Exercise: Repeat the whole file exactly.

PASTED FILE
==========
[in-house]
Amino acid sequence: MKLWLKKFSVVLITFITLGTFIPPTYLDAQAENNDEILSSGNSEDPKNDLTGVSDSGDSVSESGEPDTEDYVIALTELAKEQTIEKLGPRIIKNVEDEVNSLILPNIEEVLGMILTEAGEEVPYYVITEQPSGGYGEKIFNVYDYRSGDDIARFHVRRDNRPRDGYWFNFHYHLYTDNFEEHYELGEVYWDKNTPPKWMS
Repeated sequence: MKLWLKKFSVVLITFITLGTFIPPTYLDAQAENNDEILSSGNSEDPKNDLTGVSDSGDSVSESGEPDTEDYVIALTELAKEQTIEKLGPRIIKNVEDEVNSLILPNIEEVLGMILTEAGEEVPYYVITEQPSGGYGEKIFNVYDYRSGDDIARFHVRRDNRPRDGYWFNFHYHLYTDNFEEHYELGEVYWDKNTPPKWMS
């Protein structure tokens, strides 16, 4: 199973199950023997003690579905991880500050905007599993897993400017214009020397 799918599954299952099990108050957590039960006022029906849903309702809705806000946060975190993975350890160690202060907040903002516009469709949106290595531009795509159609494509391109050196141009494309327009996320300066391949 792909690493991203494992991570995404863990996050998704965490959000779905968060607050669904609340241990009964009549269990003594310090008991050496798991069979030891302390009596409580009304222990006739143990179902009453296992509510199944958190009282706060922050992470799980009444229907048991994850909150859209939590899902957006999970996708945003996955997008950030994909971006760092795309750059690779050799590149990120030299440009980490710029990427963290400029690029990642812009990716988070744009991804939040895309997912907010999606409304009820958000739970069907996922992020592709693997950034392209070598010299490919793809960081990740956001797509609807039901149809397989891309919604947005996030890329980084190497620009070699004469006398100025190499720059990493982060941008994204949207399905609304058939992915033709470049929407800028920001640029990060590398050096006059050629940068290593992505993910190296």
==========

[in-house]
Amino acid sequence: MKLWLKKFSVVLITFITLGTFIPPTYLDAQAENNDEILSSGNSEDPKNDLTGVSDSGDSVSESGEPDTEDYVIALTELAKEQTIEKLGPRIIKNVEDEVNSLILPNIEEVLGMILTEAGEEVPYYVITEQPSGGYGEKIFNVYDYRSGDDIARFHVRRDNRPRDGYWFNFHYHLYTDNFEEHYELGEVYWDKNTPPKWMS
Repeated sequence: MKLWLKKFSVVLITFITLGTFIPPTYLDAQAENNDEILSSGNSEDPKNDLTGVSDSGDSVSESGEPDTEDYVIALTELAKEQTIEKLGPRIIKNVEDEVNSLILPNIEEVLGMILTEAGEEVPYYVITEQPSGGYGEKIFNVYDYRSGDDIARFHVRRDNRPRDGYWFNFHYHLYTDNFEEHYELGEVYWDKNTPPKWMS
């Protein structure tokens, strides 16, 4: 199973199950023997003690579905991880500050905007599993897993400017214009020397 799918599954299952099990108050957590039960006022029906849903309702809705806000946060975190993975350890160690202060907040903002516009469709949106290595531009795509159609494509391109050196141009494309327009996320300066391949 792909690493991203494992991570995404863990996050998704965490959000779905968060607050669904609340241990009964009549269990003594310090008991050496798991069979030891302390009596409580009304222990006739143990179902009453296992509510199944958190009282706060922050992470799980009444229907048991994850909150859209939590899902957006999970996708945003996955997008950030994909971006760092795309750059690779050799590149990120030299440009980490710029990427963290400029690029990642812009990716988070744009991804939040895309997912907010999606409304009820958000739970069907996922992020592709693997950034392209070598010299490919793809960081990740956001797509609807039901149809397989891309919604947005996030890329980084190497620009070699004469006398100025190499720059990493982060941008994204949207399905609304058939992915033709470049929407800028920001640029990060590398050096006059050629940068290593992505993910190296």